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Mrs. Henry
ELA/Reading 3/ 5
12 December 2016
Psychological Criticism in S.E. Hintons The Outsiders
Abraham Maslow's hierarchy of needs consists of five levels: physiological needs, safety
needs, belongingness and love needs, esteem needs, and self actualization. These five levels are
broken into three sections: basic needs, psychological needs, and self-fulfillment needs. In the
book The Outsiders by S. E. Hinton there is a battle between greasers and Socs in the 1960s. The
greasers live on the bad side of town; The Socs reflect a perfect image many people. Abraham
Maslow's hierarchy of needs can be used to analyze Johnny and his behaviors in SE Hintons
The Outsiders.
The different levels of Maslow's hierarchy of needs break down Johnny psychological issues
and needs. The first section is basic needs which includes physiological needs and safety needs.
On the first level of the pyramid is physiological needs, or physical needs including food, water,
and shelter. Johnny had it awful rough at home (7). He has a home even if it is not ideal. On
the next level the pyramid is safety needs, the ability to feel safe in your life. Johnny does not
feel safe at home. He was the gangs pet, everyones kid brother. His father was always beating
him up, (14). He gets beaten at home, so he does not feel safe. He does however feel protected
in the gang. These are the first two levels of Abraham Maslow's hierarchy of needs, the basic

The next section is psychological needs which includes belongingness and love needs and
esteem needs. The third level of the pyramid is of belongingness and love needs. At least you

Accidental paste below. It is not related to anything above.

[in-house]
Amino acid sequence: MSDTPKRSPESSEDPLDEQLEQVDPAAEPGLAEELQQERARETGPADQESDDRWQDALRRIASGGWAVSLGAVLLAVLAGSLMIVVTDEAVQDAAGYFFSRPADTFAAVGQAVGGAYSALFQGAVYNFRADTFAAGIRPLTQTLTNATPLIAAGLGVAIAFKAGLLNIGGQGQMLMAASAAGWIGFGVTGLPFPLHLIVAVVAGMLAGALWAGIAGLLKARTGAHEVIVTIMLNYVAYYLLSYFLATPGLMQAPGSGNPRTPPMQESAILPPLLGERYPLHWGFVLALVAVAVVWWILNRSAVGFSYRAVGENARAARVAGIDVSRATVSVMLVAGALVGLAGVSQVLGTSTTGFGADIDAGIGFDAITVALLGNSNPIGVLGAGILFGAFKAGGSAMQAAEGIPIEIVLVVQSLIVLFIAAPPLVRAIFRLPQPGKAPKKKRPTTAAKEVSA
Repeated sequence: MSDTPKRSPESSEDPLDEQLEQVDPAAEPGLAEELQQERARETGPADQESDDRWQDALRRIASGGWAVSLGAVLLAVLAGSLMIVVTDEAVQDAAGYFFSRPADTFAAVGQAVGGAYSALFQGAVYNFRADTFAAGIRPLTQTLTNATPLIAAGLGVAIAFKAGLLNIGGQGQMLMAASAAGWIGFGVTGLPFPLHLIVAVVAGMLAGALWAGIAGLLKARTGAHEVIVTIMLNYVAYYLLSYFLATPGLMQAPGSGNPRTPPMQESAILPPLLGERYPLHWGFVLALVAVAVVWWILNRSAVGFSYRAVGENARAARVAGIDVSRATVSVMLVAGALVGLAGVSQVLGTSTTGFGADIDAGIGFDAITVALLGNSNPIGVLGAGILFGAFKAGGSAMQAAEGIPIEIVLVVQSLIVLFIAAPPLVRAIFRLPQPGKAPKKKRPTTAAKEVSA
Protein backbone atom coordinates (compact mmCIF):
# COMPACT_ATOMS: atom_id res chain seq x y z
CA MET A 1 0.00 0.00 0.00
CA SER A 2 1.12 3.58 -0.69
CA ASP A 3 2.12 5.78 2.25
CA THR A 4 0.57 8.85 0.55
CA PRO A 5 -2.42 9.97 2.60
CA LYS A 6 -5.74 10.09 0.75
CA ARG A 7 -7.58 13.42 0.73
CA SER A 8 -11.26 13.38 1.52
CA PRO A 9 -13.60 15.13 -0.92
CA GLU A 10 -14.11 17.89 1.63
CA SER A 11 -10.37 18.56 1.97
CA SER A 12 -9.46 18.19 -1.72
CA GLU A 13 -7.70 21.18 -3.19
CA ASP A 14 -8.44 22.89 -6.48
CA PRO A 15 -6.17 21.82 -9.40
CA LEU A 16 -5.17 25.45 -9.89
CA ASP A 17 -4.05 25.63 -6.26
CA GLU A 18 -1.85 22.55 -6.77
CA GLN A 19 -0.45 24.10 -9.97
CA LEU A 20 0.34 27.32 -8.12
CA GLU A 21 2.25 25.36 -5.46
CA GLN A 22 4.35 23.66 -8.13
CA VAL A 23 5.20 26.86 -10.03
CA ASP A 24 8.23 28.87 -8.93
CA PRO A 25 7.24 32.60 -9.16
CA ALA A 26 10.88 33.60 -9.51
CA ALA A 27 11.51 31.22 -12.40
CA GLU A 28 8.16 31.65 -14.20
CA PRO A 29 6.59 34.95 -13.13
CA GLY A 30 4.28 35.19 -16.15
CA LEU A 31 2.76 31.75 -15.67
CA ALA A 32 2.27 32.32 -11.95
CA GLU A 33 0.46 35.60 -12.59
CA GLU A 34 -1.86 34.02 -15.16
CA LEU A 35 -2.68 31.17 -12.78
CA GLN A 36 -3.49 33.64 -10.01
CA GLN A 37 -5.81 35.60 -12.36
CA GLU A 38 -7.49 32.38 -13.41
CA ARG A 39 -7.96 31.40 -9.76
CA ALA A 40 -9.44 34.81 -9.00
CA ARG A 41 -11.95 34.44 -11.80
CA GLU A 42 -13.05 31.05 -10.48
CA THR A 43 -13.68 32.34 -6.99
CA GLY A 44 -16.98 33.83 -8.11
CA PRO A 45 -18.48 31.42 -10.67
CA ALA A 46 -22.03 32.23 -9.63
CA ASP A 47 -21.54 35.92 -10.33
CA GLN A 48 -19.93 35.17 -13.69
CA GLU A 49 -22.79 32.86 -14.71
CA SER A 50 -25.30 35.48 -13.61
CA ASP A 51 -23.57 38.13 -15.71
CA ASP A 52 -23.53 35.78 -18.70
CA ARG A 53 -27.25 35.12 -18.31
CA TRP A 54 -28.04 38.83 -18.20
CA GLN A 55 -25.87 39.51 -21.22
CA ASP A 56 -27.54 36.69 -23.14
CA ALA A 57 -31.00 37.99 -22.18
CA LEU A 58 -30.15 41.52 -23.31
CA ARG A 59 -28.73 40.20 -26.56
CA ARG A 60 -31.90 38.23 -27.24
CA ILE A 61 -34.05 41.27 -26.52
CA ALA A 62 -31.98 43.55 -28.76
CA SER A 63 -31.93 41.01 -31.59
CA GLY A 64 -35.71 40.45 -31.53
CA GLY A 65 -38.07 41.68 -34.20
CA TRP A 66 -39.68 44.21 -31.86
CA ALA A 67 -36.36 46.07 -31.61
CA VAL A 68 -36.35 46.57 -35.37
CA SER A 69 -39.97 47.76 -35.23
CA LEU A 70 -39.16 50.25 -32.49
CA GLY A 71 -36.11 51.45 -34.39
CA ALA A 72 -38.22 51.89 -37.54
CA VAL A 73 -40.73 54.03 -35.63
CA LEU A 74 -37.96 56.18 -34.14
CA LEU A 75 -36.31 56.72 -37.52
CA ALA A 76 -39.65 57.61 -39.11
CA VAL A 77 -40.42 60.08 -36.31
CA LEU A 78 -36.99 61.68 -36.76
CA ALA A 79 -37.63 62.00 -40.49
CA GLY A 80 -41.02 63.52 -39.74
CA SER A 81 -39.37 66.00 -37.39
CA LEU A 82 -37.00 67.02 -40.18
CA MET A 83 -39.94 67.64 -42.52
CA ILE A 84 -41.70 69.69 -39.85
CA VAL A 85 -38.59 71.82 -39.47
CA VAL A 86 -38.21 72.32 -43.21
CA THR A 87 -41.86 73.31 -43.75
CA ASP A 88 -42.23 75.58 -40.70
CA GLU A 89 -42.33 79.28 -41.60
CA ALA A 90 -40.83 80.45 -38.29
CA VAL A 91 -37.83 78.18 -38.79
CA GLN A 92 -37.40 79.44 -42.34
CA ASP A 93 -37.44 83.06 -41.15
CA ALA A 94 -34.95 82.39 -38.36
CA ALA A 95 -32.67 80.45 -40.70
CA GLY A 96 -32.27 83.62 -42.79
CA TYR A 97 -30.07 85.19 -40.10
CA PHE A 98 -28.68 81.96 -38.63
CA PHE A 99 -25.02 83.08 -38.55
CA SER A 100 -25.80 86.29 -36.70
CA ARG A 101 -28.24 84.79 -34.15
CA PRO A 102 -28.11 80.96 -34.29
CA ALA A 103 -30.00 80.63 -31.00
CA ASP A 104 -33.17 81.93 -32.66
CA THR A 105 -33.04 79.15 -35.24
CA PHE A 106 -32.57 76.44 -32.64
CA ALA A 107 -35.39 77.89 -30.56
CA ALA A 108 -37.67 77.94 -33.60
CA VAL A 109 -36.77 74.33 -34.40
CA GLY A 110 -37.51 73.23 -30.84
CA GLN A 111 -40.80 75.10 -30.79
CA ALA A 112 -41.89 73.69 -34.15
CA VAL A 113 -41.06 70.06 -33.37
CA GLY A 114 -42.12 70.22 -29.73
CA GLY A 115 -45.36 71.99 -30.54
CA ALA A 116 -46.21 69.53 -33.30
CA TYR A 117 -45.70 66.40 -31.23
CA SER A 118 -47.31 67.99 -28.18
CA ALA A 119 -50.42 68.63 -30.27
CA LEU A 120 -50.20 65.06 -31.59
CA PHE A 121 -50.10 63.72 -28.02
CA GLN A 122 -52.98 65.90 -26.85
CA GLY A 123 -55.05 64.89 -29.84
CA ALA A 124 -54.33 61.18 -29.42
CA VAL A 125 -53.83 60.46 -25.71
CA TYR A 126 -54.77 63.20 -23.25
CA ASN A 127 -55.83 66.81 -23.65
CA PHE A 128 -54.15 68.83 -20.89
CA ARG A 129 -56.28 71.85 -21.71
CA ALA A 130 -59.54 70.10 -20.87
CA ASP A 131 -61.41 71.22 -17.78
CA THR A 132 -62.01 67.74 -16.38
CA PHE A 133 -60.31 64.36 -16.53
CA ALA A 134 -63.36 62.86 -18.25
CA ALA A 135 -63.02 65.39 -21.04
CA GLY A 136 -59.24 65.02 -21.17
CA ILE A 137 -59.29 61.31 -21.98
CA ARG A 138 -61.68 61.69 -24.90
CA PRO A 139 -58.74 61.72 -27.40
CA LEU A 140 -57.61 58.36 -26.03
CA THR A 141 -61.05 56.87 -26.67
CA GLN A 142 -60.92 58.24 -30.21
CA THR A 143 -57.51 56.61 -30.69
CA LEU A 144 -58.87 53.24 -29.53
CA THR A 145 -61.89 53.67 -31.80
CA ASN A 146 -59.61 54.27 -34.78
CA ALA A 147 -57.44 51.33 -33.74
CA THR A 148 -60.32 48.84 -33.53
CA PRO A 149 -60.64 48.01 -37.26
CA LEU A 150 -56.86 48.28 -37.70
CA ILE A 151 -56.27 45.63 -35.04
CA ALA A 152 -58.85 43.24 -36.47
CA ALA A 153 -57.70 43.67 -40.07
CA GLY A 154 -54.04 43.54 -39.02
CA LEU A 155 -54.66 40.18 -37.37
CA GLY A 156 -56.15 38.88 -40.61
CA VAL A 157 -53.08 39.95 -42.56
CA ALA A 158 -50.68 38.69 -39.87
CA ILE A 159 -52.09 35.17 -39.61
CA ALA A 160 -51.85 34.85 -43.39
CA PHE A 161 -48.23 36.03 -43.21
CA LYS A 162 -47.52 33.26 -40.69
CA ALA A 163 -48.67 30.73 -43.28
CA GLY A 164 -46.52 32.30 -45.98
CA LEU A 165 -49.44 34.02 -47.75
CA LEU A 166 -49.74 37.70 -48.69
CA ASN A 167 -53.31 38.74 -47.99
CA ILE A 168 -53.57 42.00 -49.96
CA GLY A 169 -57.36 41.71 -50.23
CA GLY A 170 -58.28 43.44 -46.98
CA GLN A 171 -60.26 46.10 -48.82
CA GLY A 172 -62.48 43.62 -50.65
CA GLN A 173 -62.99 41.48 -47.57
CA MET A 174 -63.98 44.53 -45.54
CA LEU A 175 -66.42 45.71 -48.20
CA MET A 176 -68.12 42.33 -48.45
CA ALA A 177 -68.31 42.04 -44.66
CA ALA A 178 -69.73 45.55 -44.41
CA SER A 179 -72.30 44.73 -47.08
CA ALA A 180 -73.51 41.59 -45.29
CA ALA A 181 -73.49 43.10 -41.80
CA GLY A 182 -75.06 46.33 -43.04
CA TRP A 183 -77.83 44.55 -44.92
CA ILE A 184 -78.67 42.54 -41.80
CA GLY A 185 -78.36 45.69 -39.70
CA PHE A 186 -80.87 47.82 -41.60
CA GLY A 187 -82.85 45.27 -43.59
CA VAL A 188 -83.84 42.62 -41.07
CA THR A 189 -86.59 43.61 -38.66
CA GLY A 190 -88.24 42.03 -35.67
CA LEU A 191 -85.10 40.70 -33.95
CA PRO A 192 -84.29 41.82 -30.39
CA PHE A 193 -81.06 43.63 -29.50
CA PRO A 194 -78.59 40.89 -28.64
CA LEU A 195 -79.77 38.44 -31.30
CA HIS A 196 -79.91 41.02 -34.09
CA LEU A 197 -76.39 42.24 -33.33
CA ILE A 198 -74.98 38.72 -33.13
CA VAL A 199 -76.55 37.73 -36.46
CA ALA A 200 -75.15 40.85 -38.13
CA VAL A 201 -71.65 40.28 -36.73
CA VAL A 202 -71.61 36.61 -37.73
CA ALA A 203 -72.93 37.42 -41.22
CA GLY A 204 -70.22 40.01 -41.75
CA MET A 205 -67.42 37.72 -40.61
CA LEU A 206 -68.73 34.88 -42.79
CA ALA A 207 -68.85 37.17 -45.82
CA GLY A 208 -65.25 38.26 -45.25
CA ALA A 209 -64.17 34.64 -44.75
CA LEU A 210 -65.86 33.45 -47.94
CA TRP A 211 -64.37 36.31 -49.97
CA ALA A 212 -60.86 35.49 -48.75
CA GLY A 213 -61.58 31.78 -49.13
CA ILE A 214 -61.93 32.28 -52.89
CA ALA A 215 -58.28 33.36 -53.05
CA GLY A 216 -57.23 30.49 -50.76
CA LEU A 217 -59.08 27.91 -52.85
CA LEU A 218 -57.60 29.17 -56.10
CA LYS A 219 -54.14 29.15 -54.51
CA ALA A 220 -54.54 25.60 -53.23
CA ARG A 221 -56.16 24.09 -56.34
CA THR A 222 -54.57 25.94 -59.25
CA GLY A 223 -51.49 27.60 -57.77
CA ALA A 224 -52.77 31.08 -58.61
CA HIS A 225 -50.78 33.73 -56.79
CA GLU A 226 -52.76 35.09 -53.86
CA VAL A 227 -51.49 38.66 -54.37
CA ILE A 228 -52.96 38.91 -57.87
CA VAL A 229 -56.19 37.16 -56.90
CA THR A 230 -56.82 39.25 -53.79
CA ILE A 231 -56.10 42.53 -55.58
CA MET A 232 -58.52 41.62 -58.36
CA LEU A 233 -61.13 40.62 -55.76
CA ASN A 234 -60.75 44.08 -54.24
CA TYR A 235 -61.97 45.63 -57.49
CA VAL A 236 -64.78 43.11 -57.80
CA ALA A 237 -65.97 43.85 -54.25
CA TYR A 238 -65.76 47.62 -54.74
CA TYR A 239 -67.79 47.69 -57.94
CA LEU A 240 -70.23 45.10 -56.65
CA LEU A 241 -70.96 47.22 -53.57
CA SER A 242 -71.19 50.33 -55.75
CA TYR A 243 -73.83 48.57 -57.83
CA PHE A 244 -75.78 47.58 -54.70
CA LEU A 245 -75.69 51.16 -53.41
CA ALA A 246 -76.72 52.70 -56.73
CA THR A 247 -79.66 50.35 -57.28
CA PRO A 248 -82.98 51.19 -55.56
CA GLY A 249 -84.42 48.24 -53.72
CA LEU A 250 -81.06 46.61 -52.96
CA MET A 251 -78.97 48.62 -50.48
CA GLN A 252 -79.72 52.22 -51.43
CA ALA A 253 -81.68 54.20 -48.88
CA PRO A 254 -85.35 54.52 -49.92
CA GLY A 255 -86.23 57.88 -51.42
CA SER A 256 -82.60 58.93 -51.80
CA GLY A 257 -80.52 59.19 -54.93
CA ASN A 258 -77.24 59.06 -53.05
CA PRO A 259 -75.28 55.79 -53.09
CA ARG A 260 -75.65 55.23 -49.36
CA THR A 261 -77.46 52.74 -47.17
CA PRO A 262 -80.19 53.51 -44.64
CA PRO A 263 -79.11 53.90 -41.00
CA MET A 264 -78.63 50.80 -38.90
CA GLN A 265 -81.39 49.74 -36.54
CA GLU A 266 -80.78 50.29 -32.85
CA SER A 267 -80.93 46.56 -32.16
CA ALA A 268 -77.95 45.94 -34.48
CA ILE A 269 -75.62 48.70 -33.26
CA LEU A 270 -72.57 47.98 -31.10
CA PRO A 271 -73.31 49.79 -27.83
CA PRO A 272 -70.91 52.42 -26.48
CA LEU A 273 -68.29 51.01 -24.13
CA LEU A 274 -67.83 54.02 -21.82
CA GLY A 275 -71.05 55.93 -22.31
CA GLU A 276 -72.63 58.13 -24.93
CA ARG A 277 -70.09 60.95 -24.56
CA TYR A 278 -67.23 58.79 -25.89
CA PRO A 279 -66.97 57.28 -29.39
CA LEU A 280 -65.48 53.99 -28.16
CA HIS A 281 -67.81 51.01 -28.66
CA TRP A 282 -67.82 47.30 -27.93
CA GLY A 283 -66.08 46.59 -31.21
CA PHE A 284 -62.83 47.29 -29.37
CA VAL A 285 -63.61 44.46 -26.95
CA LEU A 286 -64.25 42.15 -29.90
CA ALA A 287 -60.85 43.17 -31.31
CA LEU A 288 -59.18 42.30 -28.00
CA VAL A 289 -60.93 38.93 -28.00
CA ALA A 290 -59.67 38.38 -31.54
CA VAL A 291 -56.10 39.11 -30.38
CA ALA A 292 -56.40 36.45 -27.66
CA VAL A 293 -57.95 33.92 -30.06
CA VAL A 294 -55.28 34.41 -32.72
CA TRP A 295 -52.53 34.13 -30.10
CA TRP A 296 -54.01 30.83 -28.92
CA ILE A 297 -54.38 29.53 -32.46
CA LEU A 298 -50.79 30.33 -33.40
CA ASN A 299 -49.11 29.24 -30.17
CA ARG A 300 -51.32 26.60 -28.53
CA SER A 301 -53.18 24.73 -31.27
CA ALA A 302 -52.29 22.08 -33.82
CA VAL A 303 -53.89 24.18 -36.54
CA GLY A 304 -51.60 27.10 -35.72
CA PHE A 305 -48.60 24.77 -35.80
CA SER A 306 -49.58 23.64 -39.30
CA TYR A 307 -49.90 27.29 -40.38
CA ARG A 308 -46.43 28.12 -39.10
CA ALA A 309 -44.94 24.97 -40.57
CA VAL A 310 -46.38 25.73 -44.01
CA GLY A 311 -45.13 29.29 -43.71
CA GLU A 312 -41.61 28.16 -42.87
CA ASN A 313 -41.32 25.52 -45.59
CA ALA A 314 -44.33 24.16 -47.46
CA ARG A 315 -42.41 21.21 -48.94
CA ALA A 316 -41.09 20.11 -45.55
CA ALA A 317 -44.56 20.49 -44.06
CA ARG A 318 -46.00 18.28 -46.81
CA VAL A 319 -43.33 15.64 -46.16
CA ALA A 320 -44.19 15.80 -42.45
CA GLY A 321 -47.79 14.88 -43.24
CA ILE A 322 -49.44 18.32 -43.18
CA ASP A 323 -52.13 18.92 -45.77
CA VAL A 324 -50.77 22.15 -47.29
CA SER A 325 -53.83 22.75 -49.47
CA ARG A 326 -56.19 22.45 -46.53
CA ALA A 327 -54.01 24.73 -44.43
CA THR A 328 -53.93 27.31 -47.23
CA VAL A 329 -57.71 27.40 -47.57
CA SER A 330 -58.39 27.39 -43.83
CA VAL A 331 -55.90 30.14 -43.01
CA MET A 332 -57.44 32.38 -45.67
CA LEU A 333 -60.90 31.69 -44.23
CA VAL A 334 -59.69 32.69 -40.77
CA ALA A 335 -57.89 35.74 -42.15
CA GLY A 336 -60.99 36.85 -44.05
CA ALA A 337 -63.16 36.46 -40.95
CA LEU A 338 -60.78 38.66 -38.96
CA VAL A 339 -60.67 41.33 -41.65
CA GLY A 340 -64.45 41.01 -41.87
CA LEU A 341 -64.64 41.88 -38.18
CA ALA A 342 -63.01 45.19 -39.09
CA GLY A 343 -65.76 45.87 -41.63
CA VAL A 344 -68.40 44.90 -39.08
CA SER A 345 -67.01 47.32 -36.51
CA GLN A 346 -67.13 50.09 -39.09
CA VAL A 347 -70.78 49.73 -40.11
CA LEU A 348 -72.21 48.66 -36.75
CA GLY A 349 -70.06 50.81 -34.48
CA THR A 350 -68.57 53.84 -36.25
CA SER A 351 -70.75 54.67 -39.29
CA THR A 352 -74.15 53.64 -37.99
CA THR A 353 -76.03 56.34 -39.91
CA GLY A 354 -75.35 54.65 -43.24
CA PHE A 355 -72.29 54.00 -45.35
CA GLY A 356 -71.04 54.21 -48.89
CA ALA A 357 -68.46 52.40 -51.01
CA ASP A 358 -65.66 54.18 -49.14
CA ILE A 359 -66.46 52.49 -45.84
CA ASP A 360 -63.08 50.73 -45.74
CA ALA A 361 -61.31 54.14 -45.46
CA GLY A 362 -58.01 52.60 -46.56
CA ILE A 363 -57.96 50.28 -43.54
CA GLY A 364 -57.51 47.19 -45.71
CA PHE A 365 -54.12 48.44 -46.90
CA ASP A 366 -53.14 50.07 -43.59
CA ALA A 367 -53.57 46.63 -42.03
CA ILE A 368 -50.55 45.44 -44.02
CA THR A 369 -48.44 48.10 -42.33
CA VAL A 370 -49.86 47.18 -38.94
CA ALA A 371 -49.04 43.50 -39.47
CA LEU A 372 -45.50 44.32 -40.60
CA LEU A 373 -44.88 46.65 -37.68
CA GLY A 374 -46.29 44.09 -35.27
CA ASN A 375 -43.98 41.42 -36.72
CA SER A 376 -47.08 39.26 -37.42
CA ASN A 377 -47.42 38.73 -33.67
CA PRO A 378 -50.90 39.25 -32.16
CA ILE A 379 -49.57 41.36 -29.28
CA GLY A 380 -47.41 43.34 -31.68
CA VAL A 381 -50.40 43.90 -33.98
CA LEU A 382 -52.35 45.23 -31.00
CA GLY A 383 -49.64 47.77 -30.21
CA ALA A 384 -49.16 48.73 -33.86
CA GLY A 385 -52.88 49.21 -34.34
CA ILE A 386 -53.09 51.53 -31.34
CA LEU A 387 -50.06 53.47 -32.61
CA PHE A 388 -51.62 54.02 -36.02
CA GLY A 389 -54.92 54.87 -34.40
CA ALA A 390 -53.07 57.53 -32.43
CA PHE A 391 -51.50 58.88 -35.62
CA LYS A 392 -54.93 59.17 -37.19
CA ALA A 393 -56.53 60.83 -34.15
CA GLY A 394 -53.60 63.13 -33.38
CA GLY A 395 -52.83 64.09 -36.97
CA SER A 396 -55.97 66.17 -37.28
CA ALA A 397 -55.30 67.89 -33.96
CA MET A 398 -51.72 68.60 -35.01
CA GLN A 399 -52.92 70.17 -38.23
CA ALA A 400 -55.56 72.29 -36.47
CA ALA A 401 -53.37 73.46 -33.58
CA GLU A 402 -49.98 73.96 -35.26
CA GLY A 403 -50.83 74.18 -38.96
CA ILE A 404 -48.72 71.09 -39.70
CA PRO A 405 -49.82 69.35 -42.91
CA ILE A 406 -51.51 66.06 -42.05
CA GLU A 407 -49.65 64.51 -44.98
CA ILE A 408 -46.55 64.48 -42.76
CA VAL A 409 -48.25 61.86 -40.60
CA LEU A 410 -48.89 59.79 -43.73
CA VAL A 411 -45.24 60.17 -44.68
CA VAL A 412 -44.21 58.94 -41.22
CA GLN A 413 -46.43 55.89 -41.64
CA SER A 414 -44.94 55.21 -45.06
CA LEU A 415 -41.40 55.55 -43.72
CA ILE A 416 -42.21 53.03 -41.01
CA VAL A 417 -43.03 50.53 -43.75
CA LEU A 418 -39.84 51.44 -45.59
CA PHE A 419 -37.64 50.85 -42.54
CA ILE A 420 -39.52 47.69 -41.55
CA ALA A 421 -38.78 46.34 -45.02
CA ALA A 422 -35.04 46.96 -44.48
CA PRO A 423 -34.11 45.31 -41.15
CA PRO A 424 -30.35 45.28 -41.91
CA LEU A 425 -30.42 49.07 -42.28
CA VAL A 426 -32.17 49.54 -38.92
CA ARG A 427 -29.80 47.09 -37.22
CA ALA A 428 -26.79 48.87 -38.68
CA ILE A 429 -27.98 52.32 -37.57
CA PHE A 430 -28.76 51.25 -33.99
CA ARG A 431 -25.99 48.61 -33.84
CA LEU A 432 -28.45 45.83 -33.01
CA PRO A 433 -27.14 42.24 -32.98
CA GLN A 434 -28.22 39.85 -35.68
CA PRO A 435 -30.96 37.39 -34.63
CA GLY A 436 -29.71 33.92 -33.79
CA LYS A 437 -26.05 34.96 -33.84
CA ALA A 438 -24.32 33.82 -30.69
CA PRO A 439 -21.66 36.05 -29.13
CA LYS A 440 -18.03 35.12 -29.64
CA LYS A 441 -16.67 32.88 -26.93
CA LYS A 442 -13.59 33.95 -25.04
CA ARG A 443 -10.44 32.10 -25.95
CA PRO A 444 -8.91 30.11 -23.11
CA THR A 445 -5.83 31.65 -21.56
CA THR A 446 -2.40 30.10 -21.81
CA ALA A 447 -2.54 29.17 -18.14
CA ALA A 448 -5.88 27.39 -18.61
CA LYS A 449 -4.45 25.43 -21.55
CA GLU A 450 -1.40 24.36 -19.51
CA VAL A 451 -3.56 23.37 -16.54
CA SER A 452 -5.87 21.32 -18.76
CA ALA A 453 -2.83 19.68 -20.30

got Soda. I ain't got nobody (47). Johnny feels he has nobody that loves him like Ponyboy has
Sodapop. He is however loved by the gang. If it hadn't been for the gang, Johnny never would
have known what love and affection are. The gang gives him the affection he does not get from
his family. On the fourth level of the pyramid is esteem needs, a feeling of pride and
accomplishment. Johnny feels accomplished with what he has done when he dies. I don't mind
dying now. It's worth it. It's worth saving those kids. Their lives are worth more than mine, they
have more to live for. Some of their parents came by to thank me and I know it was worth it
(154). Johnny feels the kids he saved have a better future than him and dying is worth saving
their lives. This is the second section of Abraham Maslow's hierarchy of needs.
Using Abraham Maslow's hierarchy of needs we can analyze why Johnny is who he and how
he get his needs met. The different levels of Maslow's hierarchy of needs breakdown Johnny's
psychological issues and needs. Abraham Maslow's hierarchy of needs has three groupings: basic
needs (physiological and safety needs), psychological needs (belongingness and love and
esteem), and self fulfillment needs (self actualization). Not everybody reaches self actualization.
Johnny does get his needs met even if it is not in the most ideal ways.

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Works Cited
Hinton, S.E. The Outsiders. Dell Publishing, 1967.